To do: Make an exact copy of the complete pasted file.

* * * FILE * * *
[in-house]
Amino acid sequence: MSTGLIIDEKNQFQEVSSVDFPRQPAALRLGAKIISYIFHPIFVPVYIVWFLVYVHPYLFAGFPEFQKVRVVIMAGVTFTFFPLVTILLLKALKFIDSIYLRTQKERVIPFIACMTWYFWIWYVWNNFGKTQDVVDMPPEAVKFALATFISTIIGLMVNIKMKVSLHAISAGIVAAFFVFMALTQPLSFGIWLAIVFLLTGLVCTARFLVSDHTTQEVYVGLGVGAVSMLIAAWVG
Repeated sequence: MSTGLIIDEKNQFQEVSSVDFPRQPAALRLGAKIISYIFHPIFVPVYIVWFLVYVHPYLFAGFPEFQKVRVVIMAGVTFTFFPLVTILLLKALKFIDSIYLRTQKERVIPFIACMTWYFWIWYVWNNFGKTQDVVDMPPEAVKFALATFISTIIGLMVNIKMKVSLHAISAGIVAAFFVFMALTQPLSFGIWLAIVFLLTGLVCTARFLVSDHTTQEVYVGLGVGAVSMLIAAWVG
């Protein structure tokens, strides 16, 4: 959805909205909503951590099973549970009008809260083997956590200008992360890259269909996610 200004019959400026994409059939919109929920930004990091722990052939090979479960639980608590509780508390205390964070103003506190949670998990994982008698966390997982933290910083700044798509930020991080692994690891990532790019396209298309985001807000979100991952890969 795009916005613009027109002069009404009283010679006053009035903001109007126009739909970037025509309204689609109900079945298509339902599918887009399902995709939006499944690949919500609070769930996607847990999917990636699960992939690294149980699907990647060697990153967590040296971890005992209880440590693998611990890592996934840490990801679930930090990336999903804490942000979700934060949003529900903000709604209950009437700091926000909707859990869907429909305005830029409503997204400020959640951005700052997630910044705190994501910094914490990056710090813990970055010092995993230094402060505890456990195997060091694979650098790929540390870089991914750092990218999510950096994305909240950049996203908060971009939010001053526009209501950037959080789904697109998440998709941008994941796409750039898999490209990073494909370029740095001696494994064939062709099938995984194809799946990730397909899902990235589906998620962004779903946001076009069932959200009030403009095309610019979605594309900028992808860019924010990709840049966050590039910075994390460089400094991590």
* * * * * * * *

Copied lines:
[in-house]
Amino acid sequence: MSTGLIIDEKNQFQEVSSVDFPRQPAALRLGAKIISYIFHPIFVPVYIVWFLVYVHPYLFAGFPEFQKVRVVIMAGVTFTFFPLVTILLLKALKFIDSIYLRTQKERVIPFIACMTWYFWIWYVWNNFGKTQDVVDMPPEAVKFALATFISTIIGLMVNIKMKVSLHAISAGIVAAFFVFMALTQPLSFGIWLAIVFLLTGLVCTARFLVSDHTTQEVYVGLGVGAVSMLIAAWVG
Repeated sequence: MSTGLIIDEKNQFQEVSSVDFPRQPAALRLGAKIISYIFHPIFVPVYIVWFLVYVHPYLFAGFPEFQKVRVVIMAGVTFTFFPLVTILLLKALKFIDSIYLRTQKERVIPFIACMTWYFWIWYVWNNFGKTQDVVDMPPEAVKFALATFISTIIGLMVNIKMKVSLHAISAGIVAAFFVFMALTQPLSFGIWLAIVFLLTGLVCTARFLVSDHTTQEVYVGLGVGAVSMLIAAWVG
């Protein structure tokens, strides 16, 4: 959805909205909503951590099973549970009008809260083997956590200008992360890259269909996610 200004019959400026994409059939919109929920930004990091722990052939090979479960639980608590509780508390205390964070103003506190949670998990994982008698966390997982933290910083700044798509930020991080692994690891990532790019396209298309985001807000979100991952890969 795009916005613009027109002069009404009283010679006053009035903001109007126009739909970037025509309204689609109900079945298509339902599918887009399902995709939006499944690949919500609070769930996607847990999917990636699960992939690294149980699907990647060697990153967590040296971890005992209880440590693998611990890592996934840490990801679930930090990336999903804490942000979700934060949003529900903000709604209950009437700091926000909707859990869907429909305005830029409503997204400020959640951005700052997630910044705190994501910094914490990056710090813990970055010092995993230094402060505890456990195997060091694979650098790929540390870089991914750092990218999510950096994305909240950049996203908060971009939010001053526009209501950037959080789904697109998440998709941008994941796409750039898999490209990073494909370029740095001696494994064939062709099938995984194809799946990730397909899902990235589906998620962004779903946001076009069932959200009030403009095309610019979605594309900028992808860019924010990709840049966050590039910075994390460089400094991590």